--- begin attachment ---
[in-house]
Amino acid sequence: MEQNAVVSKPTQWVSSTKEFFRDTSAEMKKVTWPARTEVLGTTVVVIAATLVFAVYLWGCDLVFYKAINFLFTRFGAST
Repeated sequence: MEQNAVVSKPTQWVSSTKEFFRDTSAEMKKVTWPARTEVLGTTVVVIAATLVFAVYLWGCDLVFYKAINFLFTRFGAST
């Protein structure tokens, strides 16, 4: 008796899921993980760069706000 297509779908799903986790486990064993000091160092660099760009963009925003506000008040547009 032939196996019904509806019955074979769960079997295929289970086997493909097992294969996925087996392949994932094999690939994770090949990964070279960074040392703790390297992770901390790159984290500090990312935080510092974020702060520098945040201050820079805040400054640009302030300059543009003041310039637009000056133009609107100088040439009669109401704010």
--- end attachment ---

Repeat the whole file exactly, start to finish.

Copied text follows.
[in-house]
Amino acid sequence: MEQNAVVSKPTQWVSSTKEFFRDTSAEMKKVTWPARTEVLGTTVVVIAATLVFAVYLWGCDLVFYKAINFLFTRFGAST
Repeated sequence: MEQNAVVSKPTQWVSSTKEFFRDTSAEMKKVTWPARTEVLGTTVVVIAATLVFAVYLWGCDLVFYKAINFLFTRFGAST
């Protein structure tokens, strides 16, 4: 008796899921993980760069706000 297509779908799903986790486990064993000091160092660099760009963009925003506000008040547009 032939196996019904509806019955074979769960079997295929289970086997493909097992294969996925087996392949994932094999690939994770090949990964070279960074040392703790390297992770901390790159984290500090990312935080510092974020702060520098945040201050820079805040400054640009302030300059543009003041310039637009000056133009609107100088040439009669109401704010």